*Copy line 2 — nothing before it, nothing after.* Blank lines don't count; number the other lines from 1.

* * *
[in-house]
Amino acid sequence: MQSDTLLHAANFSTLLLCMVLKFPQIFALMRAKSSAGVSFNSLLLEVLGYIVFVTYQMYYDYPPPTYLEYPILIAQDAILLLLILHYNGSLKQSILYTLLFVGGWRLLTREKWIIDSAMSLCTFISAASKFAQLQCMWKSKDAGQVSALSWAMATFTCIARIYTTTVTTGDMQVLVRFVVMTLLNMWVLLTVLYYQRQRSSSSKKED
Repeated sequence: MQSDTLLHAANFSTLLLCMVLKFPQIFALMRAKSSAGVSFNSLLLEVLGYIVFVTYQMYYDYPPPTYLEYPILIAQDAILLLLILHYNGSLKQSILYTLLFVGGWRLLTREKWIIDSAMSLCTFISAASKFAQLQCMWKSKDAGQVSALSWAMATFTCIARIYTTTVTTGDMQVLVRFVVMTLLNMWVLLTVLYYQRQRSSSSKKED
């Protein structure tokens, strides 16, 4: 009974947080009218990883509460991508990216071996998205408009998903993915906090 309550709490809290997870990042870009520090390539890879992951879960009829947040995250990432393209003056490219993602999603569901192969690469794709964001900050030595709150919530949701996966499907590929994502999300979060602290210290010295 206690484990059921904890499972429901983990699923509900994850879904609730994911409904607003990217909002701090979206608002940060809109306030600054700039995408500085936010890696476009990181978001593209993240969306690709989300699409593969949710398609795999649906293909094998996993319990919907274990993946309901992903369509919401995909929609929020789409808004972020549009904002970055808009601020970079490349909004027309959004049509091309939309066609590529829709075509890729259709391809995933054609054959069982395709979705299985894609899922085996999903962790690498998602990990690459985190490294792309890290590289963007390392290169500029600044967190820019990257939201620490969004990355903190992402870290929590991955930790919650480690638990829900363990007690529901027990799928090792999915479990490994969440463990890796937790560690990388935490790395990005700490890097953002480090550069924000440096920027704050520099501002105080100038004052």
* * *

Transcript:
Amino acid sequence: MQSDTLLHAANFSTLLLCMVLKFPQIFALMRAKSSAGVSFNSLLLEVLGYIVFVTYQMYYDYPPPTYLEYPILIAQDAILLLLILHYNGSLKQSILYTLLFVGGWRLLTREKWIIDSAMSLCTFISAASKFAQLQCMWKSKDAGQVSALSWAMATFTCIARIYTTTVTTGDMQVLVRFVVMTLLNMWVLLTVLYYQRQRSSSSKKED